Hidden History of Greenville Water

Best Tasting, Questionable History

Hidden History of Greenville Water

Greenville, South Carolina 29617, United States

Created By: Brandon Inabinet

Tour Information

Produced by the 2019 Introduction to Rhetoric class at Furman University, students dive into the archives to learn the past of Greenville through its connection with water. Known internationally for having the “best tasting water in the US,” and environmentally one of the most biodiverse regions in the North America because of the Blue Ridge escarpment, we brag a lot. This makes it an especially interesting topic for digging deeper and seeing what springs up. Join us as we find out the stories somebody may not want you to know about Greenville's past in water rights, usage, and treatment.

(If you are using the mobile app, you may want to turn off audio narration so that you can click on our audio files by local experts! Also know that you can swipe left and right for multiple images at each site.)


Tour Map

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What You'll See on the Tour

The Cherokee Statue For centuries prior to the arrival of European nations, the area now known as Greenville county home to the Cherokee nation. Now, standing tall outside of Greenville’s water system is a ten-foot bronze statue known as ... Read more
The Edwards Mill was once the name of two local mills, one owned by Thomas Edwards and another owned by Joseph Edwards. Although the two mills were similar in producing flour and wheat, one tragically burned down in the 1800s. The Edwards ... Read more
Dr. Burwell Chick, a physician from Newberry, South Carolina, was the first to discover the commercial potential of Chick Springs. In 1842, Chick transformed the formerly Cherokee-owned 192-acre plot into a luxurious 60-room hotel. In seve... Read more
The 1,540-acre State Park sits on land that was once the main water source for the city of Greenville. Due to Paris Mountain being a monadnock, the mountain provided many natural springs for a natural water supply into the city of Greenvil... Read more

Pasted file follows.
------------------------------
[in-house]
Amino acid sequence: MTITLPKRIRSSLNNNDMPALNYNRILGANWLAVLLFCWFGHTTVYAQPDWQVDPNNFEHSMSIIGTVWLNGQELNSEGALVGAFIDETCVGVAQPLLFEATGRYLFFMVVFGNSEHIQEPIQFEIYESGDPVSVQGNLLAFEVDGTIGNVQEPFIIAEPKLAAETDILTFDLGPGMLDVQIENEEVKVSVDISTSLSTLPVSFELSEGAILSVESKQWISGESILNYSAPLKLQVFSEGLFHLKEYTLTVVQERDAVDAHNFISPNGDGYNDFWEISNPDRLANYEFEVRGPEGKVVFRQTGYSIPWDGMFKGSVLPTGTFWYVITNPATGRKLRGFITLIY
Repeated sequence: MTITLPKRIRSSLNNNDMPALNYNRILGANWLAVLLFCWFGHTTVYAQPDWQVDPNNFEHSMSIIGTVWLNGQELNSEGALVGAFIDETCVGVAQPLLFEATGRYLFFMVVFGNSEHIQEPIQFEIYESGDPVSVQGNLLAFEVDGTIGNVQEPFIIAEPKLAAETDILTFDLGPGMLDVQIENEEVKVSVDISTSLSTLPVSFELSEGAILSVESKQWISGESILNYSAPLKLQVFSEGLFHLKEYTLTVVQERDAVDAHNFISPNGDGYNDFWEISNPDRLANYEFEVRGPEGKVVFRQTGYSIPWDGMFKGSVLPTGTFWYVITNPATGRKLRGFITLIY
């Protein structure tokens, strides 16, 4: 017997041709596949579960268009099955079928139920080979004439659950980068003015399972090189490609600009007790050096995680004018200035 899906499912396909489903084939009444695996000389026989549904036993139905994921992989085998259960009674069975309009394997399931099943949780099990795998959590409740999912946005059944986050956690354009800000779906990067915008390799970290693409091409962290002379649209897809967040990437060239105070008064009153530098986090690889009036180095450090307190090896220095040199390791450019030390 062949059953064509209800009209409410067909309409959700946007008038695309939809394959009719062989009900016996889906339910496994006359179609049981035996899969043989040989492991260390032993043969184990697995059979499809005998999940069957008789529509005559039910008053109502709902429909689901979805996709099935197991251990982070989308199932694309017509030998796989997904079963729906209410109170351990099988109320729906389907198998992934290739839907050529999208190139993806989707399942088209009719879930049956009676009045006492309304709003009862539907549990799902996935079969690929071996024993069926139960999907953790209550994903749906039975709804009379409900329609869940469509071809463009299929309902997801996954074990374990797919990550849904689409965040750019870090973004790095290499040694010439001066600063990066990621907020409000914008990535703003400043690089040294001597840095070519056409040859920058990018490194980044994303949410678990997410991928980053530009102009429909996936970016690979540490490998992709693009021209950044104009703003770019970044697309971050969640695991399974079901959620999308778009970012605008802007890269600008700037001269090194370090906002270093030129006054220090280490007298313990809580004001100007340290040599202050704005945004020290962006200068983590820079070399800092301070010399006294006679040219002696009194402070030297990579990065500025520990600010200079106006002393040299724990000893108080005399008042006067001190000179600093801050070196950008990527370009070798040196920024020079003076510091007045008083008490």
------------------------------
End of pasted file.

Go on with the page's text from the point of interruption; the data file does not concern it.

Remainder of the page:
"Swan Lake," this beautiful campus centerpiece, was constructed in the mid 1950's and was used for a variety of recreational activities for years.  The lake was created by damming a small tributary of the Reedy River just below the confl... Read more
Most of the Reedy River above this point is a set of small creeks converging to produce wetlands, full of broadleaf arrowhead. Just as it begins to pick up volume, we begin to see how the city turned the river into a small canal, reclaiming... Read more
In the mid-18th century Greenville was founded on the banks of the Reedy River. In those early days, one could walk up to the banks of the river and take a drink. Grist mills used their power and farming along its banks began to change thin... Read more
According to the Hidden History of Greenville County, Cleveland Park officially opened on the banks of the Reedy River January 1st, 1926. It was a product of William Choice Cleveland, who donated 110 acres on the southeast side of Greenvil... Read more
Winding down the Reedy River, flowing past the Falls downtown, you will eventually make your way to quiet Lake Conestee. While today Lake Conestee and the land surrounding it are part of the Lake Conestee Nature Park, buried beneath the sur... Read more

 

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